STUDIO OR NOT?

I'll start by saying this: I currently operate my wedding and lifestyle photography business out of a studio/gallery located in our small downtown main street area.  

I tell you this up front because there's a chance that my opinion is biased based on my experience (actually - I guarantee that my opinion is biased by my experience).  

I've been asked by many of the photographers I talk to, about whether or not having a studio would benefit their business.  It's a really hard question to try and answer for someone in a 5 minute conversation.  It's even hard to answer in an hour-long conversation.  

The factors that go into whether or not having a studio space would be the best decision for you - are far more intimate than can be evaluated without a lot of careful consideration and discernment.

I will share the reasons that having a studio was the best thing we've done for our business - as well as the pros and cons of having a studio space.  As I work through this, I'm talking about a studio outside of the home - where you can either meet with clients and/or photograph sessions.  My assumption is that if you don't have a studio space, you're either meeting with them at your home, their home, or in public locations (coffee house, etc).  

First, the disadvantages of having a studio space:

1. Overhead.  In any business, the more overhead you have, the higher the cost is to you, to do business.  The less overhead you have, the more flexibility you have in making financial decisions about your business.  Having a physical space can be expensive (anywhere from $8-$25 per ft/sq depending on where you are).  Additionally, a studio space has to have electricity and heat.  You'll probably add internet, telephone, taxes, and other monthly charges as well.

2. Liability. You're responsible for a space, for your belongings, and you're responsible - in many ways - for what happens to people in your space.  You're also committed for a period of time to paying for that lease, and should your business fail - you'll probably be obligated to pay that lease regardless. 

3. Maintenance.  There are a lot of extra things you have to take care of when you have a studio.  You have to fix things that break and keep it clean.  Not only does this cost money - but it's more work than not having a studio.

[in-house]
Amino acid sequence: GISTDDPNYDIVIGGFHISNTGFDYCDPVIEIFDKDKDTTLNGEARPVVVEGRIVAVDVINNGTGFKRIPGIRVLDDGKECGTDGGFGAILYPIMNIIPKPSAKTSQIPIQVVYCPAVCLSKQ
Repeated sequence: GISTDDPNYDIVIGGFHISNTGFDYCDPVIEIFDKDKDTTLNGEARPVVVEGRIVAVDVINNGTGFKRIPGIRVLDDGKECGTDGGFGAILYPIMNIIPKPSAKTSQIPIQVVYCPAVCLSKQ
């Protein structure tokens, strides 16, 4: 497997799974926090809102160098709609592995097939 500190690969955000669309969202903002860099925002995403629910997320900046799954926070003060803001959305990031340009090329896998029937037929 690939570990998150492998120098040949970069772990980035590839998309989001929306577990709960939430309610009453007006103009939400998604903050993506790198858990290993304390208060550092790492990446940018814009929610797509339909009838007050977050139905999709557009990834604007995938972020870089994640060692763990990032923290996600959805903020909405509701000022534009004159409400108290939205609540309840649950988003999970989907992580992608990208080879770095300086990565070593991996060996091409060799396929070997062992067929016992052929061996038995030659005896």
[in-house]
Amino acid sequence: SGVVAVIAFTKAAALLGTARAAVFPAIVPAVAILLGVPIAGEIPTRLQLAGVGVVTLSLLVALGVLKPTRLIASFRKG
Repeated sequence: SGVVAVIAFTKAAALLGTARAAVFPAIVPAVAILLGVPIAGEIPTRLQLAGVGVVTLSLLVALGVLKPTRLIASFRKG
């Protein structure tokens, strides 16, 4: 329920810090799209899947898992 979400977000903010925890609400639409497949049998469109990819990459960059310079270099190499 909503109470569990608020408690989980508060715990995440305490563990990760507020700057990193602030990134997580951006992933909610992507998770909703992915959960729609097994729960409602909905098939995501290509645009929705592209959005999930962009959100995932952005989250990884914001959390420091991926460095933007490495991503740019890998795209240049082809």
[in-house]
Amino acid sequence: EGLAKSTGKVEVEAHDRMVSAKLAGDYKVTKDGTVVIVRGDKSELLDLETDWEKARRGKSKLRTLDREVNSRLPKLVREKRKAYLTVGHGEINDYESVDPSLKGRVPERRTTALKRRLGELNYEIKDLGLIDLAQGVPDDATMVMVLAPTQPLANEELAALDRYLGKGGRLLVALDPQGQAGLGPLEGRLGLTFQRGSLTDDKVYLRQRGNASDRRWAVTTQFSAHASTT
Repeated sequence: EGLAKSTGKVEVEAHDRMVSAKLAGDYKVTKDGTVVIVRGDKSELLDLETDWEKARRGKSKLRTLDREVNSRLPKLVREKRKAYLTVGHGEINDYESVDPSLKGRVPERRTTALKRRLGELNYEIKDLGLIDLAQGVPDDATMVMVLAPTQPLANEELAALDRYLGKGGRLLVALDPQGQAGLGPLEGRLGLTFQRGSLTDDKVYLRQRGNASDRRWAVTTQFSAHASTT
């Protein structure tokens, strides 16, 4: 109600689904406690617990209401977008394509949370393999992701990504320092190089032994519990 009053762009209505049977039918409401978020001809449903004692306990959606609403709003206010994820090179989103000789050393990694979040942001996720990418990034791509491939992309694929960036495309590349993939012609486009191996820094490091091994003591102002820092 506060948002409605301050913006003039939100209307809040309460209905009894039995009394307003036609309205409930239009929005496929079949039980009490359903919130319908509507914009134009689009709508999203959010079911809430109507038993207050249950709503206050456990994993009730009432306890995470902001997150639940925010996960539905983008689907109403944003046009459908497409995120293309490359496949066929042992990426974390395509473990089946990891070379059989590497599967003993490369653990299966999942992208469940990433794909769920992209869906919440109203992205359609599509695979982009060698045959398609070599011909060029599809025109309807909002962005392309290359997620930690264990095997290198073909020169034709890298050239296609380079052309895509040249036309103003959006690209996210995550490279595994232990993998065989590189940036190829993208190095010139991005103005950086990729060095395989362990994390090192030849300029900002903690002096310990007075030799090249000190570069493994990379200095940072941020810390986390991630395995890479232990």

4. Upfront Costs. Building out, and furnishing a studio can be a very expensive proposition.  Purchasing furniture, work to display, office equipment, and everything else that goes into the space not only costs money, but takes time.

 So why would anyone want to have a studio?!

1. It says something about you.  The way you design your studio, and the space itself, say a lot to your potential customer about who you are, and the type of business you run.  You have TOTAL control over how you present your work and your business, and have total control over your client's experience.

2. Set yourself a part.  When clients visit our space, they are entering a gallery.  We have a small shooting space as well, but it's clear that our space is designed to show off our wedding work.  There are few photographers in our market that have anything close.  

Most wedding photographers are meeting out of their home, or at local coffee shops.  We are able to immediately justify the difference in our pricing and our work because of the experience clients have when the come to our studio.

3. Dedicated space to work.  Even though client consultations and sessions are all by appointment only, I spend most of my working time at the studio.  I'm able to have everything I need right there, and I can keep my work life - and home life, much more separate.  When I'm at work - I'm at work.  When I'm home - I'm home (most of the time!).  I find myself much more productive editing, designing - doing all the things I do on a regular basis - up at the studio.

4. It's a HUGE marketing investment.  I'm pretty aggressive when it comes to marketing, and our studio space is sort of the crown jewel of our strategy.  We're located in an area with a LOT of foot traffic, and drive by traffic.  We're right downtown, and people stop and look in our windows.  

Our studio is about 10 blocks from one of the largest high schools in our state, and as a result, our Lifestyle Senior Portrait business gets a lot of word of mouth buzz.  We're a part of our community, and the other businesses in our area are our advocates - they want us to succeed.  

So, how do you know if having a studio space is right for you?  It's certainly not an easy decision to make, but I will say this.  Having a studio is an investment.  You really have to be willing to make a long-term commitment to it, or there's less chance that the investment will pay off.  We were SUPER fortunate that our studio started to generate more than enough business to pay for itself - from the beginning.  

That's not always the case.  In fact, we were prepared for it to be a much longer period of time before that happened.  We were prepared to lower my salary by the cost of the studio lease, and we had to know that we could make that work.  You should assume that you'll be investing for a year or more before you're generating more revenue as a result of the studio - than the additional expense it incurs.

ADDED: Let me finally say this.  If you're a member of PPA, you'll do yourself a favor to read the PPA Benchmark survey, comparing retail studios to home studios.  There are great benchmarks in controlling cost, and profitability that you should consider before deciding whether or not a studio is right for you.  

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